Apple has always been known for its attention to detail. That's part of the experience, and it's part of what the company's fans have come to expect. Apparently, that's especially true of Apple's most recent product launch, the Apple Card.
According to Apple, "The titanium Apple Card is laser-etched with the card holder's name and the Apple logo. A white finish is achieved through a multi-layer coating process that's added to the titanium base material."
That's pretty impressive for something you shove into your wallet and stash in your pocket. Except, Apple absolutely doesn't want you to do that at all. In fact, the company has provided detailed instructions on how to care and handle your laser-etched, titanium physical card.
Here's why this is so amazing. Clearly, Apple doesn't simply see Apple Card as a method of payment. Instead, it's a device, just like an iPad or a pair of AirPods. And with Apple, every device is an experience. That's one of the reasons the company's fans as so loyal-- every product reinforces the overall "Apple experience."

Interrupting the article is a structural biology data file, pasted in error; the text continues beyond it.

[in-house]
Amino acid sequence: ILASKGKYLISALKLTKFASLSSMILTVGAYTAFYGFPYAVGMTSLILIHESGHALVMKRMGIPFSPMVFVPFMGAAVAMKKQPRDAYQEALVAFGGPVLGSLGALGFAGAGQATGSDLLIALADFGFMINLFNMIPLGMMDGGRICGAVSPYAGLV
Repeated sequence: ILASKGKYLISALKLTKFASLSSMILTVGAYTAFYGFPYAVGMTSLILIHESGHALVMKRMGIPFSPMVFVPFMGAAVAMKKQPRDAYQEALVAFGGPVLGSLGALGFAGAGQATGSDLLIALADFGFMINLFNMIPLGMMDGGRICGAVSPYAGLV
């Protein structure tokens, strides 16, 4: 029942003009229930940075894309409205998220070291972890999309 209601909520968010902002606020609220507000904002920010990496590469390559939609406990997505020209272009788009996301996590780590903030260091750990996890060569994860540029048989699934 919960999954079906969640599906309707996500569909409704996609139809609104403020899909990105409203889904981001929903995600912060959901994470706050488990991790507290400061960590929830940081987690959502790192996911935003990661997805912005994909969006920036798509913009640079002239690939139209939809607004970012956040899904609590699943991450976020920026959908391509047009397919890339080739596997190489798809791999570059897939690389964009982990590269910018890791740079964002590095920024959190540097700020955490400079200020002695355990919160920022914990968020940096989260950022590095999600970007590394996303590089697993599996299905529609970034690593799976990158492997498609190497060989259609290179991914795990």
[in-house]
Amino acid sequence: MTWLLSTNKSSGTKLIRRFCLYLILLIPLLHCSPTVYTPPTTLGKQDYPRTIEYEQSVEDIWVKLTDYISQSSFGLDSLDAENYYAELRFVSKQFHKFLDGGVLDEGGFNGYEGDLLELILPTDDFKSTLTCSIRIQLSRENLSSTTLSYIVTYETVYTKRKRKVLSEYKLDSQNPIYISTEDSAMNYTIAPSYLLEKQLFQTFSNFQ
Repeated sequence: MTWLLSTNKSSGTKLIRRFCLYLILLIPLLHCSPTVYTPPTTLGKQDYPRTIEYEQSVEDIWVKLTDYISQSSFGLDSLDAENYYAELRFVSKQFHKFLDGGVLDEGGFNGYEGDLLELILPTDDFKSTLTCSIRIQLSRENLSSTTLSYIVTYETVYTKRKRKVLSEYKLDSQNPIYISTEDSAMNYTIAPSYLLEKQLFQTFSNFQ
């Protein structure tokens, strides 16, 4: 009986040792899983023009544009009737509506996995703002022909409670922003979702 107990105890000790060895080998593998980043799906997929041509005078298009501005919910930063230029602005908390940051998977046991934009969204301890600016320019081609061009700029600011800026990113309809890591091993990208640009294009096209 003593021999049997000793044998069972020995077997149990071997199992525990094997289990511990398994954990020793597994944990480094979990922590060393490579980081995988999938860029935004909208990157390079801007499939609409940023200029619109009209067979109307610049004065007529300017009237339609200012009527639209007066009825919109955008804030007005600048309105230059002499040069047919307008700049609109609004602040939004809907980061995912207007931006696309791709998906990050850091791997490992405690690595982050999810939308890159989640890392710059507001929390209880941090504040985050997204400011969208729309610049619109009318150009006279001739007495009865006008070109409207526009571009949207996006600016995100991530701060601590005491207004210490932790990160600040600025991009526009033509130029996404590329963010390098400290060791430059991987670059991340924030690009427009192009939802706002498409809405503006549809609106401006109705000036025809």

But back to your normal credit card experience--do you care whether it gets scratched, or whether the finish starts to dull? Maybe a little, but as long as it still works and earns points or miles or cash back, I'm guessing you're good.
But Apple Card is different--especially the physical version. After all, Apple Card was basically made to be used with Apple Pay. That's the entire purpose of the card. You might argue that the physical card was almost an afterthought. It's the backup plan just in case you find yourself in the early twentieth century one day and no one accepts digital payments.
But even the backup plan gets the first-rate treatment with Apple because details really do matter.
I'm not gonna lie, I can't decide if the fact that Apple went through the trouble to create this "support" document is amazing or absurd. But either way, Apple cares deeply about the experience you have because as soon as that card starts looking ordinary, or beat up, it loses its magic. You'll still be able to use it "everywhere MasterCard is accepted," but Apple knows it won't quite be the same.
Think about your business. What is the experience you want your customer to have? Do the details make that experience real, or do they make you a liar? It matters because the details are everything when it comes to your brand.